One or Two?


In the wake of his 27th Masters title (the second in Shanghai) and his fourth straight victory this year over perennial rival, Rafael Nadal, Roger Federer stated that he would teach his kids a two-handed backhand, should they ever choose to pick up the game that made daddy so great.  I understand his rationale behind it.  The two-handed backhand has dominated the game of tennis for the past two decades.  It is a solid swing with an easy follow through to execute.  It also grants its wielder a lot more natural firepower than the one-hander does.  While I understand Federer’s rationale, I don’t necessarily agree with it.  The one-hander is still as relevant today, as it was in the 90s and 80s.  A quick glance at the current top ten ATP ranked players, shows four wielders of the one-handed backhand, among them – Roger Federer (2), Dominic Thiem (6), Grigor Dimitrov (8), and Stan Wawrinka (9).  Two of them (Federer and Wawrinka) are multiple grand slam champions and their combined grand slam haul accounts for 40% of the entire grand slam haul of the current top ten.

What does this mean for you if you are getting into tennis or if you have a young charge you think can go all the way in the sport?  You have to make an early decision on which backhand to go for.  One or Two?  Here are a few things you need to think about when making this decision.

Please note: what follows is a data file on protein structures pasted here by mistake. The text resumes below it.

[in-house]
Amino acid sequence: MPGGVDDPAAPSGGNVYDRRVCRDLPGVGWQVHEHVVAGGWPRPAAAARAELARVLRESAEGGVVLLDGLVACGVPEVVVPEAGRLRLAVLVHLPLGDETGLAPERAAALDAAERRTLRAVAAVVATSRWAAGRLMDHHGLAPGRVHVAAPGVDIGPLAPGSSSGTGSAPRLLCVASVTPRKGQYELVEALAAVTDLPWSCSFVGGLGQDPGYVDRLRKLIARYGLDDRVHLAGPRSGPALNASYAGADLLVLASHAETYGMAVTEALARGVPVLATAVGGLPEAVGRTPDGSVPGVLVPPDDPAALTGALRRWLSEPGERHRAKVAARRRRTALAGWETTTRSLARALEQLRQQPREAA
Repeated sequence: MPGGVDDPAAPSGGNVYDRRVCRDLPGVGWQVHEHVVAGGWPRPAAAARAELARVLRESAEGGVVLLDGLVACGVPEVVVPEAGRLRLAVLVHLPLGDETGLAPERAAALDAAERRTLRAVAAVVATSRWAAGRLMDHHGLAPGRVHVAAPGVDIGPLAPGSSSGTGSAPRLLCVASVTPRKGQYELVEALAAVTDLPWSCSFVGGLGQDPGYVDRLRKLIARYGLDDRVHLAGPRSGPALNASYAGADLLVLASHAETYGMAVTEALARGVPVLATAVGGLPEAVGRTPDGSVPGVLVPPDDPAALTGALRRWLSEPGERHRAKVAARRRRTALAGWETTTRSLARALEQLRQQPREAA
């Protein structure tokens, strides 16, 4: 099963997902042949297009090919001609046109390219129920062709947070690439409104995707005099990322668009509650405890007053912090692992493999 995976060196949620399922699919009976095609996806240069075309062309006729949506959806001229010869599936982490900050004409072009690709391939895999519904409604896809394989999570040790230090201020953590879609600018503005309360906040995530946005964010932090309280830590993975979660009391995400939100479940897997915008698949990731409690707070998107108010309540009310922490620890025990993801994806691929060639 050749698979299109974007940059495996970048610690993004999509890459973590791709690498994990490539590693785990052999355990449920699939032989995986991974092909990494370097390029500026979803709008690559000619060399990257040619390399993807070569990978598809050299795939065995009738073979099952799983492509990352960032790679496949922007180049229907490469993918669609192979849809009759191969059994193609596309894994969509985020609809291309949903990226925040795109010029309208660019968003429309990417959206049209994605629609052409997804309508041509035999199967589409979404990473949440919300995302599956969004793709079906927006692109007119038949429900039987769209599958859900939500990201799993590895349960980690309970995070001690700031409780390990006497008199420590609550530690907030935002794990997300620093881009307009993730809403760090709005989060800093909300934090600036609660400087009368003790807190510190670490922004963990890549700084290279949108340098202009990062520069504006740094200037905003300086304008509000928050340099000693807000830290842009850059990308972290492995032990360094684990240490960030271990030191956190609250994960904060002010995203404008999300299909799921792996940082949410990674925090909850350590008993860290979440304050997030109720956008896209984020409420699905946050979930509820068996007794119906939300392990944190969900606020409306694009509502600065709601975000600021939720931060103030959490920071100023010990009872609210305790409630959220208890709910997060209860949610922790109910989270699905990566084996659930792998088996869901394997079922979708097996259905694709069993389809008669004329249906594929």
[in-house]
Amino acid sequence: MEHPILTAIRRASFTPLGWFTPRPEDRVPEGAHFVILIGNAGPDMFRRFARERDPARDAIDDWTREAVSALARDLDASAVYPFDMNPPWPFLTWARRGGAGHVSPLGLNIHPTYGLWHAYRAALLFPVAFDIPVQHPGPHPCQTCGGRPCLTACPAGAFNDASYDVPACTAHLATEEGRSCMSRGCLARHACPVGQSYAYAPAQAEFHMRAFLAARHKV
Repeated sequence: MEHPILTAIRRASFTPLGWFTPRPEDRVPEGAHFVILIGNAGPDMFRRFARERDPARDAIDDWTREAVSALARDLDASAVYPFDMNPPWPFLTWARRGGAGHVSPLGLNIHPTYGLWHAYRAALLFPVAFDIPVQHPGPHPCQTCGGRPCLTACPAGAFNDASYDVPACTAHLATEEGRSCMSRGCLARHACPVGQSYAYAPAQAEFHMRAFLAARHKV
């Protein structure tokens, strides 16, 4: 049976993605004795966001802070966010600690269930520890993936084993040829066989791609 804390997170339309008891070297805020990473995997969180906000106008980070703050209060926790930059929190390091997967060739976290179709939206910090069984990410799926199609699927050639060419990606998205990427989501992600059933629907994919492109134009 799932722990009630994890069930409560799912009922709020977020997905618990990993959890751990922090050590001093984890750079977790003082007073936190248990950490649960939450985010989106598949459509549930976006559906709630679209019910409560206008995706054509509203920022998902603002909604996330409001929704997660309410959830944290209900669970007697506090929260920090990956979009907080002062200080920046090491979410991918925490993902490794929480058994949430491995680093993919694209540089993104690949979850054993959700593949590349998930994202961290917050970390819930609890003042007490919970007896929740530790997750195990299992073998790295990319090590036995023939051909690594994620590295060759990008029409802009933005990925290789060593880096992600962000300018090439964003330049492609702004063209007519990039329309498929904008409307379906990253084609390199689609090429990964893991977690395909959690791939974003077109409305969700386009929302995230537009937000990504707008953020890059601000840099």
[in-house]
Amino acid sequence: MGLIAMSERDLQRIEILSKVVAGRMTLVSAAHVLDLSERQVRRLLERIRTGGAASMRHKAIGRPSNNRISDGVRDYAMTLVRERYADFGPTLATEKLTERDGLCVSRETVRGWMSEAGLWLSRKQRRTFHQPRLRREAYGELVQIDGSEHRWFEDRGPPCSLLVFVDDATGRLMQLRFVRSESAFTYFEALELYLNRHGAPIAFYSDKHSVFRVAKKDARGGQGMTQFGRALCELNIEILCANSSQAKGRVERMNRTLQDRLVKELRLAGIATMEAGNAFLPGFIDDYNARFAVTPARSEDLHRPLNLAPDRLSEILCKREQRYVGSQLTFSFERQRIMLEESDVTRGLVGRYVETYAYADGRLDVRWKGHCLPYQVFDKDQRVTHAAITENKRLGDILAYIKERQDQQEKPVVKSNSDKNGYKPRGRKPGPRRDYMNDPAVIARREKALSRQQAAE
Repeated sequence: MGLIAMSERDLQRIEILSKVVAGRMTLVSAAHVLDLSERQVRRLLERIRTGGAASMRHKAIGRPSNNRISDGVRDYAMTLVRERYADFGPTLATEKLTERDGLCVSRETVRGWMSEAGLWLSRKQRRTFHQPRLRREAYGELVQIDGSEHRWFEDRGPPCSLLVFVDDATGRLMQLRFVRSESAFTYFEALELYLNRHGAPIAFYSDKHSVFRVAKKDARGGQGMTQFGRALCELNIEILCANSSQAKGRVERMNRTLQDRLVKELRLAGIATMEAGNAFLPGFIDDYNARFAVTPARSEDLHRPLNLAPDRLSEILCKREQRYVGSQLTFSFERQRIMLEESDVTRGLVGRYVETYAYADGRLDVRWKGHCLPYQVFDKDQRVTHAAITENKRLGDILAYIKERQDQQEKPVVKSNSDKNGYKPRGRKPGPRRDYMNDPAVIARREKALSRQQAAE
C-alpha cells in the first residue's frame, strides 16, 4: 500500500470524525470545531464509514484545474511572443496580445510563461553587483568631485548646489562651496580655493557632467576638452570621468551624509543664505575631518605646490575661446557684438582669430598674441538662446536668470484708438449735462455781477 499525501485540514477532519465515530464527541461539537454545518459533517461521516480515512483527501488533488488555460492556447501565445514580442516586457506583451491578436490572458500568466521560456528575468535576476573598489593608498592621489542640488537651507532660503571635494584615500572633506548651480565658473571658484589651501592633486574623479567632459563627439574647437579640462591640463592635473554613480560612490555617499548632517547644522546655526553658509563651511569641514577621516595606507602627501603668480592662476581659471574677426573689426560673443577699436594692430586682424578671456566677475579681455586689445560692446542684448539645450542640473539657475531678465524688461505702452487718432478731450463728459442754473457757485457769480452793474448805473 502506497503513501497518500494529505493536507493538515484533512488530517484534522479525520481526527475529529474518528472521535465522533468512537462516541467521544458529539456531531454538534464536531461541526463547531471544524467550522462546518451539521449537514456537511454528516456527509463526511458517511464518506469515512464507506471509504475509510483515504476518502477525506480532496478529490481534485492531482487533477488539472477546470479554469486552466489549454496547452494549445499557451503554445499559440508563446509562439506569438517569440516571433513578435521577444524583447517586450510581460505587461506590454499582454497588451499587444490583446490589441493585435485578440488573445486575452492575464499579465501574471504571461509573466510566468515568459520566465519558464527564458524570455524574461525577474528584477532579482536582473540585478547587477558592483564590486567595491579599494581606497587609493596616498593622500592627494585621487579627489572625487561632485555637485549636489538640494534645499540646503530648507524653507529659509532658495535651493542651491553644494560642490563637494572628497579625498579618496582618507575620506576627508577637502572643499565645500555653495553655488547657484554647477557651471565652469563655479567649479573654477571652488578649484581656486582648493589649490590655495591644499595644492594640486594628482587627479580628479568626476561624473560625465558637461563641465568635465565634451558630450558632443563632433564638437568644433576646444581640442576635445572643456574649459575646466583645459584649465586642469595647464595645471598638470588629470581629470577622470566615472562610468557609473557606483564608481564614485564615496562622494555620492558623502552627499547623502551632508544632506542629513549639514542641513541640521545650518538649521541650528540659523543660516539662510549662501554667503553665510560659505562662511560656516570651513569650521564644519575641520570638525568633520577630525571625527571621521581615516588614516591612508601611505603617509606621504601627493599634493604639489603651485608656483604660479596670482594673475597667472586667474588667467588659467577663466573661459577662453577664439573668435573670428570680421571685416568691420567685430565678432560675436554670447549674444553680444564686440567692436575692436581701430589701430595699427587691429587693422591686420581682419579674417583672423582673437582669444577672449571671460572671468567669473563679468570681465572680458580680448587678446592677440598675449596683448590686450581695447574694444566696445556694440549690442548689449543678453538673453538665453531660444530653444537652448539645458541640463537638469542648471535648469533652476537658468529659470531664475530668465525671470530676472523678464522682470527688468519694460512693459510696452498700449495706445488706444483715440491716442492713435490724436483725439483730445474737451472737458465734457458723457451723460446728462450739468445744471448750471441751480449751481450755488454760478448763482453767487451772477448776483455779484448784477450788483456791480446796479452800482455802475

Which shot comes naturally

Now do not pull an “oh I love the one-hander, it is so graceful” on me.  This isn’t about which shot you like – aesthetically or functionally – it is about which shot comes naturally to you… or your charge.  Most young up and comers will start with a two-hander, simply because the racket is too big for them.

Side Note: You can remedy this by getting your young charge a street tennis racket for kids, which will help them in their stroke mechanics until they are ready to move on to a bigger and heavier frame.

Now you can see which shot come more naturally from an earlier age.  Think of the natural shot, as the one you don’t have to put much conscious thought into executing.  Tennis is not necessarily a thinking game.  With shots exchanged in rallies travelling in excess of 90 miles per hour, you barely have enough time to think.  Tennis is about grooving your kinesthetic motion so that it becomes second nature or a low level thought.  Muscle memory might be a fair way to describe this.  If you have to constantly remember to put your supporting hand on the grip to hit a backhand, the two-hander might not be your natural shot.  If this doesn’t work, which shot do you or your charge go to when under pressure?  This is very true even at the professional level.  Top players will retreat to comfortable shots and playing patterns when they are backed up against the wall.